It was brilliant. It helped my grandparents survive – I’m sure of it. So what happened to us as an agriculturally rich country? Why are we blaming rural farmers for lack of local food and, even, for GMO? Somewhere along the line Big Ag got mixed up in farm programs. Enter GMO. Oh so simply put….

Neither my grandfather nor any of his neighbors could have foreseen what would happen by accepting the benefits of the Farm Bill. Why would they? There was no harm in laying a field fallow because they, and all of their neighbors, grew their OWN fruits and veggies for their own consumption. It would never occur to them that they needed to provide peaches, lettuce, tomatoes and more to their neighbors or to the nearest city. Everyone was a City Farmer in their own right and they farmed to provide COMMODITIES to a broader market: the city.

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Food: it’s always the best we can do

Making 4-pallet modular compost systems with Will Allen & Growing Power

You know, I love what my friends have done for local food.

I want some of that.

But now, as I make plans to go visit my mom and dad for the holidays, I think about how that will be. I imagine myself telling them “You can HAVE this fat, but you can’t have THAT fat.” And it all just gets so complicated. How ironic is it that I should have to tell my own parents – people who came from farms – what to eat and what not to eat?

How is it that my own parents don’t know what’s good for them when it comes to food?

It’s because they left the farm. And even if they hadn’t left the farm, they would still be the generation that was fed a load of lies by the media. Enter television. Enter advertising. Enter Big Ag and the end of my parents’ simple diet.

My parents left the farm because they were tired of being poor. And because they wanted to make a difference for their families. It had nothing to do with food. It is not their fault, necessarily, that I grew up with macaroni and cheese from a box and bread from a plastic bag. They did the best that they knew how to do, with what they had.

And that’s all we, all of us, know how to do. So, you out there, wondering what to feed your families and how to go about it: Listen, you are doing the best you can. Follow what’s true and what’s local… and we’ll all be alright.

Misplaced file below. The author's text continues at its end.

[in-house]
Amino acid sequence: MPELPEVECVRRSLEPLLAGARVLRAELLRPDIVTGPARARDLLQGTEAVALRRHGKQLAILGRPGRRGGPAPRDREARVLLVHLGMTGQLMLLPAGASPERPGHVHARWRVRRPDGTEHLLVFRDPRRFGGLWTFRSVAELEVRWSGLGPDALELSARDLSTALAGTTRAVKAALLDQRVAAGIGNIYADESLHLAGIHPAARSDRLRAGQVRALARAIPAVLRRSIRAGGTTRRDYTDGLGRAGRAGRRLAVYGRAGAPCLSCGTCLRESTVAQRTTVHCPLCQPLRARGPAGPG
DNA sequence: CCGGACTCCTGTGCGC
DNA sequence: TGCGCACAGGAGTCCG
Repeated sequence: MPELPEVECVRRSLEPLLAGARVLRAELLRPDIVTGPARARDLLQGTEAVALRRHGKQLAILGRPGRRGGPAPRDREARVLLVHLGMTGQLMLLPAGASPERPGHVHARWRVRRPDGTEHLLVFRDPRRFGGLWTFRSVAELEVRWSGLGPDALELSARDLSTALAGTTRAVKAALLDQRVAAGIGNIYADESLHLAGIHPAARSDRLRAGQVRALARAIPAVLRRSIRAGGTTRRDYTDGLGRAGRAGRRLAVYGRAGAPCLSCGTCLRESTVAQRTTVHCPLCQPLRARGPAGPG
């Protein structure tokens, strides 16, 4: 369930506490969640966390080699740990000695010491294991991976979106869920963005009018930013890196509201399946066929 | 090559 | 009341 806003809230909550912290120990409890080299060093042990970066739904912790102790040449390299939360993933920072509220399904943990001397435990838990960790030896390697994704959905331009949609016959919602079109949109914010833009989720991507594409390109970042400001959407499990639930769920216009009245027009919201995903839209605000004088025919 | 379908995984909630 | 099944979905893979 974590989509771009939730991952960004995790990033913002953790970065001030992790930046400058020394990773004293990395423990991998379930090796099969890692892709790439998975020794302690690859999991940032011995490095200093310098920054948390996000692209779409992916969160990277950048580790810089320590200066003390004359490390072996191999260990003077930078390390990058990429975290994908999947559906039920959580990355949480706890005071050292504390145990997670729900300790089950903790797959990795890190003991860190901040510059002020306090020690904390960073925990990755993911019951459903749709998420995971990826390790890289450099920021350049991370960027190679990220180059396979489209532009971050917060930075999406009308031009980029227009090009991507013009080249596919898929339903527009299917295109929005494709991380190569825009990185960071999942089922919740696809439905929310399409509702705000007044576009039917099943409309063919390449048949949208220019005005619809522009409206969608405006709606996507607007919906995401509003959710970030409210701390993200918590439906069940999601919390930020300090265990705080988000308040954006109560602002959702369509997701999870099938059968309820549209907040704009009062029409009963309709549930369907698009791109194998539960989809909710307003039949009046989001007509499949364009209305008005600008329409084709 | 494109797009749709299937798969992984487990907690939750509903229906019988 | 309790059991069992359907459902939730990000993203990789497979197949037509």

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Denver Urban Gardens’ 5th Annual Bicycle Garden Tour

Sage and sapience at Steele School Garden

Sage and sapience at Steele School Garden

Yesterday I had the extreme pleasure to participate in Denver Urban Gardens’ (DUG) annual bicycle tour in south Denver. Once a year DUG takes us on a cycling tour of some of their 80+ community gardens and then we have a potluck. Little secret here: the BEST potlucks are held by gardeners and foodies! Well, you can imagine. Like community gardening, the cycling tour was a way to commune with like-minded folks, make lasting friends, groove in the bounty of a summer’s garden and savor a morning in the sunshine! The weather couldn’t have been finer and did I mention the food? Yesterday’s tour covered about 8 miles of easy cycling. We started with our guide, Scot, from DUG at Rosedale Garden and then we pedaled on to South Grant Community Garden, Urquhart Memorial Community Garden, Steele School Garden, The Bridge Community Garden, and then back to Rosedale for our potluck. As will happen with firsthand observance and fun, I learned many interesting facts and insights about how community gardens and city farmers are flourishing!  [Please visit the photo album at City Farmer's Facebook page http://www.facebook.com/pages/City-Farmer/139796795040]

Rosedale Community Garden 

The Rosedale Community Garden

The Rosedale Community Garden

resides in the University Park neighborhood and is the largest community garden in the Denver metro area with 80 plots plus common areas including an orchard, grape arbor, beehive and picnic/gathering area. Their composting operation in the back has been well established and honed over the years. Among other amenities and resources, DUG provides its gardens with the expertise of a certified Master Composter. This garden was established in the 80′s and has a board of directors. The beehive is a new addition and is the only community garden beehive in the city. The bees here will produce 300+ pounds of honey this year! The hive is maintained by its owner who will share the honey harvest with the garden and will also donate sweetness to Project Angel Heart. There is also a resident fox and her cubs at the garden. She maintains the squirrel and rabbit population at zero. Ms. Fox lives in harmony with the gardeners – children, teens and adults alike – and the garden has built a protective fence around her den opening.  Continue reading